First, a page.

A shamanic retreat in Juneau led by a Californian has caught Sealaska Heritage Institute’s attention.
SHI learned about the Dance of the Deer Foundation’s retreat and asked them not to come to Juneau.
Despite Sealaska Heritage’s objections, the company’s owner, Brant Secunda, continues to advertise for the June retreat.
Part of the advertising includes a video on his website titled “Alaska: A Living Dream.”
In the video, Secunda, wearing his signature dark felted cowbow hat, leads his clients through Juneau: They’re sitting on a beach with the Chilkat mountains in the distance, hiking on fern-edged trails and visiting Nugget Falls at the Mendenhall Glacier.
In another video on his website titled “Shamanic Journeying,” under the Shamanism TV tab, Secunda explains part of his belief.
“By going on a shamanic journey, into the nierika, you find your life and you find your connection to a hidden universe, or what we might say, the sky world,” Secunda said. “Or we might say, you feel a connection to Mother Earth, and all that lives on Mother Earth.”
While he is originally from New Jersey, Secunda journeyed to Mexico, Carlos Castaneda-like, when he was 18 and met a man named Don José Matsuwa. Secunda said a 12-year apprenticeship followed.
“My apprenticeship involved working with him, living with him, laughing with him, but it also involved going on many many pilgrimages,” Secunda said in another video titled “Shamanic Apprenticeship.”
According to advertisements, the nine-day retreat will be the 24th annual one in Alaska, but it just hit Sealaska Heritage Institute’s radar a few weeks ago.
“We are not averse to people wanting to seek religious enlightenment or teachings — we absolutely support that. But we do not believe in the exploitation of our spiritual beliefs and our practices,” Worl said. Worl is incredulous that she had not heard about him from his past visits to Juneau.
In addition to animism — the belief that all objects, places and creatures have spirits — shamanism is also part of Tlingit culture.
“In our culture our shamans go on a spiritual quest, they acquire spirits, those spirits then help the shaman protect the welfare of their clan,” Worl said. “And each clan has their own shaman.”
Charging for shamanistic practices is where Worl said the exploitation comes in.
Dance of the Deer is charging up to $3,865 for the retreat, depending on lodging and an optional whale watching trip.
In a recent letter responding to SHI, signed by Dance of the Deer’s management team, they cite Juneau’s cost of living as an explanation for the high costs, and add that they’ve made very little profit on this program, and some years it loses money.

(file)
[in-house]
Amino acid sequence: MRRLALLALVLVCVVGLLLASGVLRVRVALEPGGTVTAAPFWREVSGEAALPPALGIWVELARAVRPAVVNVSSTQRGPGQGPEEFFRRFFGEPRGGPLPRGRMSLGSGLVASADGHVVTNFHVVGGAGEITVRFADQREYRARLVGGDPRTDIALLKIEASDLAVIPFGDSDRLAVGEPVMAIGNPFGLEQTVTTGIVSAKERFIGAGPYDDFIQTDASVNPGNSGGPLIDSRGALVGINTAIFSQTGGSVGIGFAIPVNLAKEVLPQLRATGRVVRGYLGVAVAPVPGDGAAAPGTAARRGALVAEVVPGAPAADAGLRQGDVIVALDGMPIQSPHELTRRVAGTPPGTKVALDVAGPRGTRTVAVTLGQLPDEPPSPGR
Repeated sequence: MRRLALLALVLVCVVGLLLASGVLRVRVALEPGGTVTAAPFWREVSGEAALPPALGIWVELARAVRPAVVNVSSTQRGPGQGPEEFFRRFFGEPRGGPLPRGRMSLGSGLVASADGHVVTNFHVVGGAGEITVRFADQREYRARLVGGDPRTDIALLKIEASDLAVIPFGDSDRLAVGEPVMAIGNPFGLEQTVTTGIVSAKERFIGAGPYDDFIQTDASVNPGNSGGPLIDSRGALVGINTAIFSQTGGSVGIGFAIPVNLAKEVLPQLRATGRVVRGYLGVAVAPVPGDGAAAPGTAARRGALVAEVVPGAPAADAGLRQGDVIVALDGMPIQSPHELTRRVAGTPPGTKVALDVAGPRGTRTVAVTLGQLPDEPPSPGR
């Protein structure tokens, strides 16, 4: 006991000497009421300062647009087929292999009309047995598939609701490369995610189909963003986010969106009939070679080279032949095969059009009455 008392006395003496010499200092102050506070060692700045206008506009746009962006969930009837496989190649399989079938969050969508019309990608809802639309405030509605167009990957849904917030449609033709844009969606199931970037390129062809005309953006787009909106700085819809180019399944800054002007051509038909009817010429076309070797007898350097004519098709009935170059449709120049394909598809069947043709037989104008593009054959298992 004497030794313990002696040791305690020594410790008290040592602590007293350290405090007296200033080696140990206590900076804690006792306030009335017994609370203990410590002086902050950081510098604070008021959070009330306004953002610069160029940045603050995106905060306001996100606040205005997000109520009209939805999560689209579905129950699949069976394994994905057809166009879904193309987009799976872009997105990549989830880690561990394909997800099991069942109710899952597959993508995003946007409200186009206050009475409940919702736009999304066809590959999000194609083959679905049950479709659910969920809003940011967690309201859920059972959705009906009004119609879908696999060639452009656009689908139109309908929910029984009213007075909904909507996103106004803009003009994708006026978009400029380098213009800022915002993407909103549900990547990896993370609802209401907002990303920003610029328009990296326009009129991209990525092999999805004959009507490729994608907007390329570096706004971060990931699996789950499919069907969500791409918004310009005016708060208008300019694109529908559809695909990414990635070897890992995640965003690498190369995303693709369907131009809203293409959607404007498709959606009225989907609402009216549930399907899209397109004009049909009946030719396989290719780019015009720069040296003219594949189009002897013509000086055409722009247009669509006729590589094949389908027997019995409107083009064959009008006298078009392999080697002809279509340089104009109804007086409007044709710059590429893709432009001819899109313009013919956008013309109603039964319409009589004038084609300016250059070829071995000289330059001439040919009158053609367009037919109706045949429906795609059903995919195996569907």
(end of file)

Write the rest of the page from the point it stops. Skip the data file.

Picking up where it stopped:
Their website says proceeds from all their activities go to Secunda’s mentor’s people — the Huichols.
Dance of the Deer Foundation would not provide documentation to verify these claims or make Secunda — or anyone with the organization — available for interview.
We couldn’t find public tax documents showing that Dance of the Deer Foundation is a foundation, in the sense of an IRS-recognized tax-exempt charity.
A filing with the Santa Cruz County Clerk identifies “Dance of the Deer Foundation” as a business alias for Secunda, meaning he is the sole owner.
“We don’t need someone like him to speak on behalf of ourselves. We have a voice. We’re a people. We can speak for ourselves,” Cilau Valadez said. Valadez a Wixárika yarn painter from the region in Mexico where Secunda said he learned about shamanism. He uses the indigenous name of his people, Wixárika, rather than the colonial name, Huichol.
“I know a lot of the people might have the right intentions to go to these ceremonies. We need people that are conscious about these knowledge, and we need people to learn this knowledge,” Valadez said from his art studio in Sayulita, Mexico. “But I think it has to be on a proper way where the people, which is us, that are direct descendants of this tradition, should have a voice, and not just someone who is dressed up like us, trying to represent us.”
In addition to a non-indigenous person appropriating his culture, he agrees with Rosita Worl about profit.
“When you combine money in between healing, it might pollute the whole situation,” Valadez said. “Because you can never sell ceremonies.”
In other parts of Secunda’s promotional video for Juneau, we see aerial views of mountains, humpback whale flukes diving, eagles flying, the moon behind the Chilkats, lupine, skunk cabbage, a candle burning on a mossy mound near a stream, and Secunda and his clients in a skiff leaving Adlersheim Lodge at 33 mile, the retreat’s home base.
Worl does not like the idea of Secunda profiting from shamanism, but she is concerned about the lodge losing business.
“If there is that economic impact, what can we do to alleviate that,” Worl said. “We don’t want to hurt our own people here, and this is our town, and Juneau is our community, and we want to protect our community.”
But if Secunda does come?
“I suspect there will be people who will want to picket, or whatever you want to call that, demonstrate outside of that place,” Worl said. “I don’t think that I would do that. I can’t anymore, I’ve got a bum knee.”
In the meantime, SHI is working on a plan to bring Valadez up to Juneau to teach about his Wixárika culture.
In addition to locations in the Bahamas, Patagonia, New Zealand, Greece and Italy, Secunda continues to advertise his June retreat in Juneau, and has not responded to SHI’s latest letter.